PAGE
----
With the fire suppression and heritage stewardship in mind, an 86,000L water tank was installed underground at Pinhey’s Point Historic Site in November.  Funded by Infrastructure Services, the project guarantees an accessible year-round water source for firefighters in the event of an emergency at the site, without modifications to the heritage structures.

Billings Estate National Historic Site:

Billings Estate National Historic Site has completed the final phase of the multi-year rehabilitation of the Billings cemetery.  Initiated in 2009 using MSP funding, the project saw historical research and physical studies lead to landscape and sightline improvements, enhanced security to prevent vandalism, the installation of new interpretive signage to tell the stories of the people buried there, and the installation of commemorative markers honour the members of the Billings family who are buried there.  The project’s completion is a fitting end to the bicentennial anniversary of Braddish’s settlement in Gloucester Township.

Goulbourn Museum:

During the month of November, over 3000 visitors viewed the Goulbourn Museum’s display of wartime artefacts at the Stittsville branch of the Ottawa Public Library. In addition to medals, clothing, photographs and weapons, the display also included a series of letters written during WWI by Pte. Sefton Stewart of the village of Richmond. The Museum also held its final family craft day of the year in November which was ‘sold out’ weeks in advance.

Watson’s Mill:

In November, Watson’s Mill partnered with Museoparc Vanier, Osgoode Museum, Goulbourn Museum, Nepean Museum and Rideau Township Historical Society to participate in this year’s “Women’s Day Festival” in Manotick, an annual festival sponsored by the Manotick BIA as the Ultimate Girls’ Day Out.  Together, the participating museum colleagues developed a special exhibit featuring period clothing from each site’s collection.  The period pieces were displayed at the Carriage Shed and Dickinson House, in Historic Dickinson Square from November 1st to 12th.  During that time, Watson’s Mill also collected donations of gently used clothing for Nelson House, a women’s shelter organisation.  The collaboration was a huge success and the museum colleagues look forward to their next group project.

Bytown Museum:

The Bytown Museum partnered with Haunted Walks of Ottawa to offer fantastic tours and experiences of the Bytown Museum’s building and collection from a wondrous perspective in October and early November.  The partnership will continue in December with special Holiday tours over three weekends. The museum had a great opening for its new artist-in-residence exhibition: Rebranding Bytown with Michèle Provost, which was followed by a Curator’s Talk on November 4th and an Artist’s Talk on November 26th. The museum has also been busy preparing for next year’s stellar season – new exhibitions, partnerships and programming, as well as developing major grant applications and funding opportunities.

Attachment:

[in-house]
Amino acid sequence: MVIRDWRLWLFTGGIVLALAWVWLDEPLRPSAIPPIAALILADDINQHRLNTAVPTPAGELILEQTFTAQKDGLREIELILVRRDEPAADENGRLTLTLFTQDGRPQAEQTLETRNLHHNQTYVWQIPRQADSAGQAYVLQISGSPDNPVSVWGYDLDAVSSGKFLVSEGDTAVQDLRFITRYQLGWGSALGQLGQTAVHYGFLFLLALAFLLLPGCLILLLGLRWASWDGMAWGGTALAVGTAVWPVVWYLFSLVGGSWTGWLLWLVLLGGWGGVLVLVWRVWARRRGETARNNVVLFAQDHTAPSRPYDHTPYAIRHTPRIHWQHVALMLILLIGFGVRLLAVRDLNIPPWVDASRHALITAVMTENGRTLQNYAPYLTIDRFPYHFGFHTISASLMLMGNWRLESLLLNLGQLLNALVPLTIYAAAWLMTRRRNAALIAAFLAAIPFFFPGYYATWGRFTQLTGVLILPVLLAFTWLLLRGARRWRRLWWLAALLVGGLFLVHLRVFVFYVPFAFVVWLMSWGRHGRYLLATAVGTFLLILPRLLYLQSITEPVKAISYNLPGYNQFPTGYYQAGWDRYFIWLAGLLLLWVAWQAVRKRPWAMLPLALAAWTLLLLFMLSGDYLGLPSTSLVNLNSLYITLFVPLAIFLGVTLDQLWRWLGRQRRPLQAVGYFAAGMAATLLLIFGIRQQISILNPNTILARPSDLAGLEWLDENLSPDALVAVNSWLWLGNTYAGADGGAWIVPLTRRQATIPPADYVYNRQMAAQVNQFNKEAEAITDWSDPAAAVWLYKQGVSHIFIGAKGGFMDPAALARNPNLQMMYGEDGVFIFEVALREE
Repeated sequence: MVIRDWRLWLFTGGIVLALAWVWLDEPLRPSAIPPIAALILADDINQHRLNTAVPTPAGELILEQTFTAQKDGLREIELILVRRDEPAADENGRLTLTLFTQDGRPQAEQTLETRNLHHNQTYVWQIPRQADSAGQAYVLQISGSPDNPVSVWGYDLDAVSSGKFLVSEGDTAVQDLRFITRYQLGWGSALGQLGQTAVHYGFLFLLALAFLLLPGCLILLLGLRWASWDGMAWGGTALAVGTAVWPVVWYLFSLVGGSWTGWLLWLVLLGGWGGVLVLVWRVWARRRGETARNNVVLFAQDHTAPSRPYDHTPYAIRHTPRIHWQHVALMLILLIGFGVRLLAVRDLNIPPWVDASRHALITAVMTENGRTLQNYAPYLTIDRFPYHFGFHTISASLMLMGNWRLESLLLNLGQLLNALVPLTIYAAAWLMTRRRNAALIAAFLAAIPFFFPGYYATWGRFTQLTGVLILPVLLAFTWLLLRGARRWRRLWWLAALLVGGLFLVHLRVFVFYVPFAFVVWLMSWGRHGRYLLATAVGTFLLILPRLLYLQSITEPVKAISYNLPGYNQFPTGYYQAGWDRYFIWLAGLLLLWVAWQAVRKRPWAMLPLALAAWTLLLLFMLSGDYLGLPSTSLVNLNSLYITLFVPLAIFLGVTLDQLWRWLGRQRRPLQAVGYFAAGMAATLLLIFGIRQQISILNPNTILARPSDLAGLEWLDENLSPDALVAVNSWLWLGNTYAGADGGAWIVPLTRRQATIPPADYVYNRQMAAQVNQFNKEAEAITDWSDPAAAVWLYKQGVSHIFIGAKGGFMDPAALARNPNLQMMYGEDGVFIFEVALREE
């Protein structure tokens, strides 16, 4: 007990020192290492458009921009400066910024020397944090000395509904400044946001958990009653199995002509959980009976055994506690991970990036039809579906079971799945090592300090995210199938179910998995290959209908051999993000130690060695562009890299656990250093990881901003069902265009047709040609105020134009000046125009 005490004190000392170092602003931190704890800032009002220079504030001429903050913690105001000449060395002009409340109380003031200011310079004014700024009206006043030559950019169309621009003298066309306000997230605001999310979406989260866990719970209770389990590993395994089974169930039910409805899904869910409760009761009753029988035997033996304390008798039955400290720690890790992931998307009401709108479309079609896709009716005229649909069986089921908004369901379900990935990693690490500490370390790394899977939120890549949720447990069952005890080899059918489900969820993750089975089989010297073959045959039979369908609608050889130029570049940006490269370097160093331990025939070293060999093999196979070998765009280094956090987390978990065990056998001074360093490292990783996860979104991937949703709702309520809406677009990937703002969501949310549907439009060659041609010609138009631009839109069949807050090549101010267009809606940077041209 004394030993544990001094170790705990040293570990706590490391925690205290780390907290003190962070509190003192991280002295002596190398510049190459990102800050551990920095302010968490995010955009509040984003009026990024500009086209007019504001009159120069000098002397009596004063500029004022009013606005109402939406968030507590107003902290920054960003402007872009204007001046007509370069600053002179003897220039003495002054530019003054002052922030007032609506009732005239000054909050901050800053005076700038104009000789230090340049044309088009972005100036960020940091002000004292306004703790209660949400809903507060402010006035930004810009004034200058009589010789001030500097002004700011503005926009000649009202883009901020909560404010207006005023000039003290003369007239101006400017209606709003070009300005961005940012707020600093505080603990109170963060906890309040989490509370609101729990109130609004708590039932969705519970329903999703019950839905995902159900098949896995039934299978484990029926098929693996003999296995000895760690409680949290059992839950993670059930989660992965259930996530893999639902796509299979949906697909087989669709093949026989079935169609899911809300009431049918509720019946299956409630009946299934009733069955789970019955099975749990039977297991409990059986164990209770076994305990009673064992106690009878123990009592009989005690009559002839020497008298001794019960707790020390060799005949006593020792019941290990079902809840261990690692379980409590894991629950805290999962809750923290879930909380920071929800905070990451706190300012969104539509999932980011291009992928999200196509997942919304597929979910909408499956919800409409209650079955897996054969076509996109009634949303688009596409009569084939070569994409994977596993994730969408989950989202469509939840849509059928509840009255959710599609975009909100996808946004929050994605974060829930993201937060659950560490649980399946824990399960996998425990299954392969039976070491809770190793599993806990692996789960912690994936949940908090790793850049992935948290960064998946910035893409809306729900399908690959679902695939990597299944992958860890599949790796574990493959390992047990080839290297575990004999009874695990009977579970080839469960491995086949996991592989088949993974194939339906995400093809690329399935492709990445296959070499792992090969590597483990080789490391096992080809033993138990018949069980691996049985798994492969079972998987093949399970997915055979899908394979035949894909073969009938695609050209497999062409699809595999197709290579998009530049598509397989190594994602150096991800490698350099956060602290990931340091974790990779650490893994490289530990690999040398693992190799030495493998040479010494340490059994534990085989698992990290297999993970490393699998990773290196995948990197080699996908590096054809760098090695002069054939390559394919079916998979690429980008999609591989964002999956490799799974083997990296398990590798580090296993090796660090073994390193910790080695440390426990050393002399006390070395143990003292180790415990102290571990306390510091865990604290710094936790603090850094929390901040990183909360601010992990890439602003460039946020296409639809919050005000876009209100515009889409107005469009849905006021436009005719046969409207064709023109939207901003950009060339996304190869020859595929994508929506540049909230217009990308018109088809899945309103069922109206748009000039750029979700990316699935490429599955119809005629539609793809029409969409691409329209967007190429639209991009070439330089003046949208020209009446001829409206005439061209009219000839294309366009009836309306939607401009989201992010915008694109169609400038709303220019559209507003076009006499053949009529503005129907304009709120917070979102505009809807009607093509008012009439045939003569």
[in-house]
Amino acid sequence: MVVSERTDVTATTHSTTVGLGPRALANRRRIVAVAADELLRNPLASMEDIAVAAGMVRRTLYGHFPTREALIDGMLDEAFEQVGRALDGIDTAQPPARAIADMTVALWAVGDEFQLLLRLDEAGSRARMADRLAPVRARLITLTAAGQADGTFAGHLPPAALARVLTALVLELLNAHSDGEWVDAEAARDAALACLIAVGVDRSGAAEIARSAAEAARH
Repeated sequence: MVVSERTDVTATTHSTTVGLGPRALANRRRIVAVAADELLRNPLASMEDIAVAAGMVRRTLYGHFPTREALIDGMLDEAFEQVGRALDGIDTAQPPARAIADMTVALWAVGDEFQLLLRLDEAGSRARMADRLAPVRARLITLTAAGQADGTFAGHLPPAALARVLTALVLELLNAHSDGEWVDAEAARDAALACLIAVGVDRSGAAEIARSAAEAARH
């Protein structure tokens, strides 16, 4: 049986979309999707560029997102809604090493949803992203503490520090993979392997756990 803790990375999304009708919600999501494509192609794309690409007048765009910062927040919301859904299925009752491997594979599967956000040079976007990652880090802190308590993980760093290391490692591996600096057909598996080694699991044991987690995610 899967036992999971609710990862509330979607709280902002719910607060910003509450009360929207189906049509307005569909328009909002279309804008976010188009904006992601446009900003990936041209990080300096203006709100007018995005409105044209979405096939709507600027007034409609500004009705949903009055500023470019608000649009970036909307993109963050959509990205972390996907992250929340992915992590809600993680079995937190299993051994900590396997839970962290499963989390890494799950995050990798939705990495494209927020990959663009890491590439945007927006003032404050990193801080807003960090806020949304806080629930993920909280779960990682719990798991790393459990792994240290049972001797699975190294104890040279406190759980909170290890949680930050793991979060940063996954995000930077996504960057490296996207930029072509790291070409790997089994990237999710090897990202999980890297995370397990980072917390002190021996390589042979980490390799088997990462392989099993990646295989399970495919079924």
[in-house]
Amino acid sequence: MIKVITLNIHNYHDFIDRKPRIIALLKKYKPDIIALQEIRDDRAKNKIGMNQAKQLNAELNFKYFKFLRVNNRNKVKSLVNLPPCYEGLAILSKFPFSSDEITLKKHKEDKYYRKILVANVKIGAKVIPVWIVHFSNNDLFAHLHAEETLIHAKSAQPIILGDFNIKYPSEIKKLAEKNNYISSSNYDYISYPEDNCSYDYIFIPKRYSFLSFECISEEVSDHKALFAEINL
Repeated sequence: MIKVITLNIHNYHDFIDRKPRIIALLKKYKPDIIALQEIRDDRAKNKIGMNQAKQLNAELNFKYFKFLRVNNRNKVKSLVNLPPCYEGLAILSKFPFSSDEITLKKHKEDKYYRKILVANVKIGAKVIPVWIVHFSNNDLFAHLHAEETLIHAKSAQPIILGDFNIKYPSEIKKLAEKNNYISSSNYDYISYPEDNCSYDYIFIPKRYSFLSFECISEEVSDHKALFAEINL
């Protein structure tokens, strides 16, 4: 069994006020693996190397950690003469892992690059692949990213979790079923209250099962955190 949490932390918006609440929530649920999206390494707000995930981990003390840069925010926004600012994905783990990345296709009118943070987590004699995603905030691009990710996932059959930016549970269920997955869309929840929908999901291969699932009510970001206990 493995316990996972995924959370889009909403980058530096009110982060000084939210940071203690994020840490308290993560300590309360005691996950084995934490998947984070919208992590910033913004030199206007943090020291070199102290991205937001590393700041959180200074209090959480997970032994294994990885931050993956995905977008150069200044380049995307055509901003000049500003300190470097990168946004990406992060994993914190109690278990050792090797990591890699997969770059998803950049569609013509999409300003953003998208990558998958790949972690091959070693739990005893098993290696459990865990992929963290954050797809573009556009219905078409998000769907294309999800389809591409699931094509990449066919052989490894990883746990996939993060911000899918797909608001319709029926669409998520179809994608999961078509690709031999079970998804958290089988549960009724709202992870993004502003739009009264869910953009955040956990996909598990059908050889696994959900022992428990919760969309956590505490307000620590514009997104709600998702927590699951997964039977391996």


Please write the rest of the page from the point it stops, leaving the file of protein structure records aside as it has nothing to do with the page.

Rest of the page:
Cumberland Heritage Village Museum:

Christmas cheer is the focus at Cumberland Heritage Village Museum! Create some memories of your own every Friday, Saturday and Sunday evening from December 1 to 23, 3 p.m. to 8 p.m.  Our family-friendly Christmas program evokes the nostalgia of Christmas past with a twist! The heritage buildings and our newly planted 20’ Christmas tree will be glittering with lights. The museum green will be transformed with the presence of an enormous sleigh and nine reindeer!  Our young visitors will send a “Santa-gram” to the North Pole and experience first-hand how communities met the needs of those less fortunate. With gingerbread decorating, vintage ornament making, a visit to Santa’s Workshop, horse-drawn wagon rides, and of course a visit with Santa Claus, visitors young and old will be filled with good cheer.

Diefenbunker: Canada’s Cold War Museum:

November was all about community, partnerships and special events at the Diefenbunker: Canada’s Cold War Museum. The Diefenbunker partnered with Huntley Parish for our first ever Remembrance Day ceremony. The Museum also hosted a well-attended book launch for Andrew Burtch’s new book, “Give Me Shelter: The Failure of Canada’s Cold War Civil Defence.” A lively presentation by the author and Q&A period followed. We are looking forward to topping the month off with our first annual Whiskey Tasting Fundraiser on November 30.

Nepean Museum:

Santa’s arrival at the Nepean Museum has created huge excitement for the Holidays! He visits for Seasonal programs much to the delight of his devoted fans. Fairfields Historic Property has seen the Family Zone programs fully attended on Sundays and the upcoming seasonal programs for the Winter include ‘ Indoor Games’ and “ Warm, Woolly and Wild” in January and February.